- Bird identification and being a bird guide
- Environmental interpretation
- The conservation imperative of birds and their habitat
Facilitating the training were Beny Wilson and Rick Morales, professional guides and certified Interpretive Trainers from Panama; Andrea Thomen, Caribbean Birding Trail (CBT) Local Coordinator from Dominican Republic, and Holly Robertson, Project Manager of the CBT. Kate Wallace, long-time birding guide on the island and co-author of “Ruta Barrancoli: A Bird-finding Guide to the Dominican Republic,” also assisted and was an invaluable resource for all the participants and trainers as well as a strong voice for the conservation of the birds.
Many of the students who had never before looked at a bird through a pair of binoculars expressed their feeling of new discovery and empowerment, for now they had the tools to go out and search for birds in the wild. They also learned how to make meaningful connections about the birds and their environment for future visitors to this part of the world.
The Caribbean Birding Trail is an initiative that seeks to connect the natural and cultural heritage of the Caribbean islands through the training of local naturalist guides who will then be able to identify and interpret the birds and their habitats for local and foreign visitors. The CBT is being developed to raise global awareness of the unique birds and biodiversity of the Caribbean and to create a sustainable economy around these rare species, in an effort to protect them.
Understandably Columbus did not give any deeper consideration to the birds. He was in search of more immediate and tangible outcomes. But today, birds and humanity’s attitude towards them are exactly the reasons for us to be here. Today, we know much more about the birds in the Caribbean. We understand that it is important to safeguard their future because in many ways it is our future too. If forests and other natural habitats disappear, so to do the life-supporting services they provide, threatening our survival and well-being.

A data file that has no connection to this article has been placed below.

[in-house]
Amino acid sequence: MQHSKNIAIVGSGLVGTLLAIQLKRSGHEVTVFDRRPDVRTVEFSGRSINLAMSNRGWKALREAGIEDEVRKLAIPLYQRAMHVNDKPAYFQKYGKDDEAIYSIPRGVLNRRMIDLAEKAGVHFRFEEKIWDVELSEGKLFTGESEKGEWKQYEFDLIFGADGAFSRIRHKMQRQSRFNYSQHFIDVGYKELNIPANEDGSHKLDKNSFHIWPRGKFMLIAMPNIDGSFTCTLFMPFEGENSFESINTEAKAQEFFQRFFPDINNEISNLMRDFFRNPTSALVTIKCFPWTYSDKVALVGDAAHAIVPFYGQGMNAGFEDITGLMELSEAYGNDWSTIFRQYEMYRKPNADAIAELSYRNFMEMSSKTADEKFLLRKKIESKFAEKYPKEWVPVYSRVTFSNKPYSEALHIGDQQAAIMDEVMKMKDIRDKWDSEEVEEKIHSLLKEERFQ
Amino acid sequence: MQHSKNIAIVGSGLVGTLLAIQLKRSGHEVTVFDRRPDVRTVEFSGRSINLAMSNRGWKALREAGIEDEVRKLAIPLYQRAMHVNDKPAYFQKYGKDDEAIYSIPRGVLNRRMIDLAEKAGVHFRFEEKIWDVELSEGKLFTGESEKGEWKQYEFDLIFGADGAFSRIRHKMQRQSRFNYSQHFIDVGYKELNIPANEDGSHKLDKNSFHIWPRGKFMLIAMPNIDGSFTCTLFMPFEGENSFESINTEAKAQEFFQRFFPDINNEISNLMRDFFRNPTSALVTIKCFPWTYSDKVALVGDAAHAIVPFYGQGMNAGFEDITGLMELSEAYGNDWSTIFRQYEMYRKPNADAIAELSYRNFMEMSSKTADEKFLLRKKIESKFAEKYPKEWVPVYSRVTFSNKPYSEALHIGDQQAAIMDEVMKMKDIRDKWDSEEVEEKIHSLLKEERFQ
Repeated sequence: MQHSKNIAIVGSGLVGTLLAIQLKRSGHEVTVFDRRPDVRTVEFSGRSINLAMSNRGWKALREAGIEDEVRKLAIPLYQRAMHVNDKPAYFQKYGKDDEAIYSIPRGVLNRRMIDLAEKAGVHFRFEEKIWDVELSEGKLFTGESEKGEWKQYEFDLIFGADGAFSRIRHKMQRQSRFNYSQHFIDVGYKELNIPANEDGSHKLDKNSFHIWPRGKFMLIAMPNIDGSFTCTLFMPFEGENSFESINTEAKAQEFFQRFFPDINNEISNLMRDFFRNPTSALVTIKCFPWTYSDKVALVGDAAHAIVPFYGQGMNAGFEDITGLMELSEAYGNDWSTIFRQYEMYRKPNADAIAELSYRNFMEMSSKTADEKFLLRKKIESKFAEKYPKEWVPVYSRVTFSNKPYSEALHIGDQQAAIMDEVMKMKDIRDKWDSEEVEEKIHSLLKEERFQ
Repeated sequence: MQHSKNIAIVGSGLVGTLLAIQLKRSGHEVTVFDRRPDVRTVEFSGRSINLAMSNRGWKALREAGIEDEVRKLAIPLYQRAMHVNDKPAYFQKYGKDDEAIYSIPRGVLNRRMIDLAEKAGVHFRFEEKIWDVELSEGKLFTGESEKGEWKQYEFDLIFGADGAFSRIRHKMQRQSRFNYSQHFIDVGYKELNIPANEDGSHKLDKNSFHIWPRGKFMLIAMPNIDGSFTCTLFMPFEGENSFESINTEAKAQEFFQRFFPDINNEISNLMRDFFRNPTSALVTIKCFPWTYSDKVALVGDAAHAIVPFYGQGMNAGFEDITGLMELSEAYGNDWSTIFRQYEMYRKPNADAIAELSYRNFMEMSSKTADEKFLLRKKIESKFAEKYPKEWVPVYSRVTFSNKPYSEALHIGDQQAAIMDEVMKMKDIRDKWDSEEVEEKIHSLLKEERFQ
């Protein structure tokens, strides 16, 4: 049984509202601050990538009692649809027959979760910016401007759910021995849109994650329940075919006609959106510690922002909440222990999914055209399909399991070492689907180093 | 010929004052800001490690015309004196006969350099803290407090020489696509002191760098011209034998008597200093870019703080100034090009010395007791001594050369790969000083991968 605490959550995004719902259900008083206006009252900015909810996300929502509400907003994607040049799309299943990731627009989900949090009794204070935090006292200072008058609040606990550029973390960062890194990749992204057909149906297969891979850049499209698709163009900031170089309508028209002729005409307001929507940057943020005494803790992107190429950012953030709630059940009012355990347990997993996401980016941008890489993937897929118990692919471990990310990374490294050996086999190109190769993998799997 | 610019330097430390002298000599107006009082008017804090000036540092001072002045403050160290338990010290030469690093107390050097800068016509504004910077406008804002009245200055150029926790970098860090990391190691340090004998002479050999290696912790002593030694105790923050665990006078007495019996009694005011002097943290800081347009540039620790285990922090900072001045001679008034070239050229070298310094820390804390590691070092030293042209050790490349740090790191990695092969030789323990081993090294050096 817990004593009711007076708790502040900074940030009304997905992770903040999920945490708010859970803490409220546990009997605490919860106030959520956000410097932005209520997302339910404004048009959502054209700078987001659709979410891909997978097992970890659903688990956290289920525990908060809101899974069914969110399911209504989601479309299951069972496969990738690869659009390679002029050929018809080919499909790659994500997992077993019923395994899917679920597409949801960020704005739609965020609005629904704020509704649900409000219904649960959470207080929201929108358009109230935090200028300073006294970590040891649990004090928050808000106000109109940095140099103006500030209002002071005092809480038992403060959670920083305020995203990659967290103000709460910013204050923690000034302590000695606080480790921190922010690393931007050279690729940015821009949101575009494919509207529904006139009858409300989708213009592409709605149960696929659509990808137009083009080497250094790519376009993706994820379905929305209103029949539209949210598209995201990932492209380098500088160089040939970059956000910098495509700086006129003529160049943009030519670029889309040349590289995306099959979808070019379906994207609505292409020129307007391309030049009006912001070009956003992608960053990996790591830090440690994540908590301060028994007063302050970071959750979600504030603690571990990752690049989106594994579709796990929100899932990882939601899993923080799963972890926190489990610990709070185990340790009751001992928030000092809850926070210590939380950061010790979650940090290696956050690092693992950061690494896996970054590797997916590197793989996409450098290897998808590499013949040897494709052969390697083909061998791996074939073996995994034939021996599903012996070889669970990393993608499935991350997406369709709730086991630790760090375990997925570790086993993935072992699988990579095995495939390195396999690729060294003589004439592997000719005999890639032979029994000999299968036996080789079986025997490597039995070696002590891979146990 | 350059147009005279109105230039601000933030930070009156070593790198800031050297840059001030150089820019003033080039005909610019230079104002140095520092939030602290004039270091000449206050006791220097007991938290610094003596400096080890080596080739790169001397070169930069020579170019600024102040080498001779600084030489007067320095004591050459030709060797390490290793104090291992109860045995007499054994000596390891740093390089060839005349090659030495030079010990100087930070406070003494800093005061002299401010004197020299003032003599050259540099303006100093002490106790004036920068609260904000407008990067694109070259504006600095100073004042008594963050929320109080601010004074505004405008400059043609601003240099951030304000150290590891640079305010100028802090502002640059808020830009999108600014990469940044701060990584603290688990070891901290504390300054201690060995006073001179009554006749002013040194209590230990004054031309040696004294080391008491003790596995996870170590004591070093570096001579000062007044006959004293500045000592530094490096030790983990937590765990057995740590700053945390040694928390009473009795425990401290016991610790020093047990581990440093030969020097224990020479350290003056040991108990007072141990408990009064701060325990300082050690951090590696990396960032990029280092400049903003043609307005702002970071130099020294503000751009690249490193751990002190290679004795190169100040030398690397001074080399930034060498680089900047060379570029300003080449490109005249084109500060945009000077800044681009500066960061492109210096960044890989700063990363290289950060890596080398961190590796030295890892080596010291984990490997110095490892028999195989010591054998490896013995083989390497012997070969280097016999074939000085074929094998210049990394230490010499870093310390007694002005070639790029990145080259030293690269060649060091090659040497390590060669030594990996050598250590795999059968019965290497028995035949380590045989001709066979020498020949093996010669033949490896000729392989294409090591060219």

Our ultimate goal is that birds become a common thread for visitors of these natural regions of the Caribbean. The fantastic diversity of birds found in the region, over 170 endemics as well as many residents and migrants, mirrors the diversity of landscapes, peoples, languages, customs, and environmental challenges of these countries, and so naturally we believe that birds are an unparalleled gateway into this most unique and fascinating region of the world.
The CBT Interpretive Guide Training was made possible through the generous support of our sponsors and local partners. These include: the U.S. Fish and Wildlife Service, Critical Ecosystem Partnership Fund, the Ministry of the Environment and Natural Resources of the Dominican Republic, Ministry of Tourism, Fundación Propagas, AltoCerro Hotel, SOH Conservation, Villa Pajon Eco-lodge, Fundación Jose Delio Guzmán, Tody Tours, The National Aviary, Grupo Acción Ecológica, BIC, Grupo Jaragua, Fundación Moscoso Puello, Puntacana Fundación Ecológica, Fundación Progressio, Vortex Optics, The Marshall Reynolds Foundation, and Rufford.